I bought this book outright because of a one-star review.
I saw it up for nomination in the Goodreads Choice Awards, and I was intrigued by the cover. A goblin and an awesome crown/city...thing AND an airship? Seemed like something that might go somewhere interesting. But poking around looking for reviews I dug up a one-star one that said something to the effect of "I guess it might be okay if you like political fantasy." Woah, woah, woah, let's back up right there.
I love political fantasy.
It is kind of a hard genre to track down. I like court intrigue, not necessarily cloak-and-dagger or war-is-happening stuff. Although I like stories set in pseudo-European universes (Hello A Song of Ice and Fire series!), I prefer stories set in magical fantasy lands, or at least places quite different than what we have here.
This was an amazing read. I debated giving it a five (and I still might go back and do that), but I am notoriously stingy with those and I wasn't sure. If I go back and re-read (and I will, that is for sure), I will re-evaluate at that point and possibly bump it up.
Maia was great as the main character. He knew only slightly more than I did going into the political mess that was the royal court, which made him a fun guide since he couldn't lecture. We were learning together, watching the political machinations and learning the way the court and those in it move.
I loved that Maia was genuinely kind. Not goody-two-shoes kind; there was nothing sickly sweet about it at all--he absolutely gets angry and disgusted with people that he knows he shouldn't. He gets absorbed in his own problems and forgets about other people. He holds grudges. But in the end, he tries to do his best and to remember those in worse circumstances than he. His statement to his sister Vedero after her shock at the ease at which he accepts her desire to study and belief in the intellectual equality of women to men sums up the rationale behind much of his behavior pretty well, I feel:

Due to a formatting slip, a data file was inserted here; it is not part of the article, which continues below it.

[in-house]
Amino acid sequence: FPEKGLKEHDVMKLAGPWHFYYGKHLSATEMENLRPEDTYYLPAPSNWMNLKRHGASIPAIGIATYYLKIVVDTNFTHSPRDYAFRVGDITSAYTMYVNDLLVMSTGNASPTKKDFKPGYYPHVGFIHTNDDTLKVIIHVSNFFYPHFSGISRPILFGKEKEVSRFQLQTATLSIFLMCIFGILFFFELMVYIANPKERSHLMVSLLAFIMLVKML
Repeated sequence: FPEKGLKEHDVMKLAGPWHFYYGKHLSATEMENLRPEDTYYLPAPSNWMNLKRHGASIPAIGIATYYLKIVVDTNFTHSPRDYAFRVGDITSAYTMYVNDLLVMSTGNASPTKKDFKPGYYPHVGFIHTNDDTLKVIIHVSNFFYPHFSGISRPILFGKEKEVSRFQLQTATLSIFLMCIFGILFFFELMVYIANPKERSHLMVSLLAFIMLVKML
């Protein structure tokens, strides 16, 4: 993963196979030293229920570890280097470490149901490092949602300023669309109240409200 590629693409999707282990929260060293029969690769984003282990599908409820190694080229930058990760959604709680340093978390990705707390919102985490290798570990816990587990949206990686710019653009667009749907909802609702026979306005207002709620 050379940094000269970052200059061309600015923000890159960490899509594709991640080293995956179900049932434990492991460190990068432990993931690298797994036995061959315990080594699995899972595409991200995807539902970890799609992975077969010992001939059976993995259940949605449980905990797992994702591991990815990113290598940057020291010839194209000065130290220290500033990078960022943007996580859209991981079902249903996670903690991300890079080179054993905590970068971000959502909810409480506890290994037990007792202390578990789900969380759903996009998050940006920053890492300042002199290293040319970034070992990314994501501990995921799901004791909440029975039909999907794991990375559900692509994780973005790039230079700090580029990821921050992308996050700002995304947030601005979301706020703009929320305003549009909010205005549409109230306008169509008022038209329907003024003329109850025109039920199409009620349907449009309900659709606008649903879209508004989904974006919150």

"We were not considered worth educating, either"
His upbringing was pretty awful, especially considering he was royal. He sympathizes and empathizes with those being overlooked not due to their abilities but due to a circumstance of birth. He is the half-blood, the part-Goblin, son of a queen his father never wanted, ignored and thrust off in a corner so no one would have to be made uncomfortable by his existence. He understands being the odd one out and it makes him a better emperor.
I loved the language. I've seen a lot of complaints about the usage of the royal "we," but I thought it added a layer of color and history to the universe, and also allowed for the slipping into the less formal usage to be noticeable and to tell the reader about the political and emotional intricacies of the situation.
The world was fascinating. Primarily almost steampunk, there were just hints of what magic was and what it could do. There was a weight of history about the world that isn't often seen, especially in stand-alone novels. I'd love to spend more time here, whenever or wherever I could.
And bother, after all that rambling, I have just managed to convince myself to up the rating to five stars. So there we go.